An increased hematocrit could enhance peripheral O2 transport during exercise by improving arterial O2 content. Conversely, it could reduce maximal delivery of O2 by limiting cardiac output during exercise or by limiting the distribution of blood flow to peripheral capillaries with high O2 extractions. We studied O2 transport at rest and during graded treadmill exercise in splenectomized tracheostomized dogs at normal hematocrit (38 ± 3%), and 48 h after transfusion of type-matched donor cells. This procedure increased hematocrit (60 ± 3%) but also increased blood volume (P < 0.05). Following transfusion, resting cardiac output (Q̇T) and heart rate were not different. During exercise, Q̇T was significantly lower at each level of O2 consumption (V̇O2) at high hematocrit (P < 0.01). A reduction in Q̇T was also seen during polycythemic exercise with hypoxemia produced by breathing 12 or 10% O2 in N2. Despite the reduction in Q̇T, mixed venous PO2 was not lower at high hematocrit, and the increase in base deficit with VO2 was not different from control measurements. O2 delivery (Q̇T x arterial content) was similar at each level of V̇O2 at both levels of hematocrit, during both normoxic and hypoxic studies. Both systemic and pulmonary arterial pressures were increased at rest after transfusion (P < 0.05). However, pulmonary and systemic pressures were not higher than control during exercise at high hematocrit. We conclude that a hematocrit of 60% with increased blood volume is not associated with a cardiac limitation of O2 delivery, nor does it interfere with peripheral O2 extraction during exercise in the dog.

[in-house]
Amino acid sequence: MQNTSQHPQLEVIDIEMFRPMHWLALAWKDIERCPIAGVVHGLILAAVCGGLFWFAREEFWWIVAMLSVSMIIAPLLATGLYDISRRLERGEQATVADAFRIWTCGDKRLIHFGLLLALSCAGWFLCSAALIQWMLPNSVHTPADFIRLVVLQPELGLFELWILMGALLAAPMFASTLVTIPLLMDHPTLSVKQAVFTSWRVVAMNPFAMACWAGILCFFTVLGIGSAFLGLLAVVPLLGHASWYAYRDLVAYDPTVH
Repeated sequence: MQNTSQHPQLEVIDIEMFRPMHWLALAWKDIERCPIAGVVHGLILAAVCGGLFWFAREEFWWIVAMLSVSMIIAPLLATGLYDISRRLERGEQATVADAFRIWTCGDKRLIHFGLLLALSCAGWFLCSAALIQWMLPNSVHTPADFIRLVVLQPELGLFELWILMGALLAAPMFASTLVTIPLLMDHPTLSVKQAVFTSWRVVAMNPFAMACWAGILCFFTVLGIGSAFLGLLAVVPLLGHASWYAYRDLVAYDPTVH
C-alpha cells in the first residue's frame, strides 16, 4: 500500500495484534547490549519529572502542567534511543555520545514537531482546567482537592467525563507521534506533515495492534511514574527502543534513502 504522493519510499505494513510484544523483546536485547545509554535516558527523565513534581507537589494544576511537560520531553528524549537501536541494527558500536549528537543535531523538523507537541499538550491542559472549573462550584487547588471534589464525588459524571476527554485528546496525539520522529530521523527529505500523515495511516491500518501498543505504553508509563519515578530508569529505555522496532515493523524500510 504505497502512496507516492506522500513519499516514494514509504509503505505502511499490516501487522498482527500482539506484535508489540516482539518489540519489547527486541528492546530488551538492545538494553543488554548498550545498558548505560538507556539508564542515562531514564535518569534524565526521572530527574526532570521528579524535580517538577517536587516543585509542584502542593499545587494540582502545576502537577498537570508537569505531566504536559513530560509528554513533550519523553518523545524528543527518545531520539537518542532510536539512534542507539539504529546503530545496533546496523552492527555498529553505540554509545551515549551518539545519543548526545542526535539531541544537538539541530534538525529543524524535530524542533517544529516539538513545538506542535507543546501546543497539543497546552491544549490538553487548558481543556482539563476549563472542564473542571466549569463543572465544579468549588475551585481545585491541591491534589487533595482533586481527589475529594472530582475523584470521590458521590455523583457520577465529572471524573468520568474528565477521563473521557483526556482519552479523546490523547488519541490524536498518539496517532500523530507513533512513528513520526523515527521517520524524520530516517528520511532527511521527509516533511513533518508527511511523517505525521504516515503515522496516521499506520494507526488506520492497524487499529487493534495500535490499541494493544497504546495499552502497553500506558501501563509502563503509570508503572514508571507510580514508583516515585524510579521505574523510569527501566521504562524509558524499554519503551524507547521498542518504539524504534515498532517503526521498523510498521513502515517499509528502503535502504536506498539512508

ASJC Scopus subject areas
- Physiology (medical)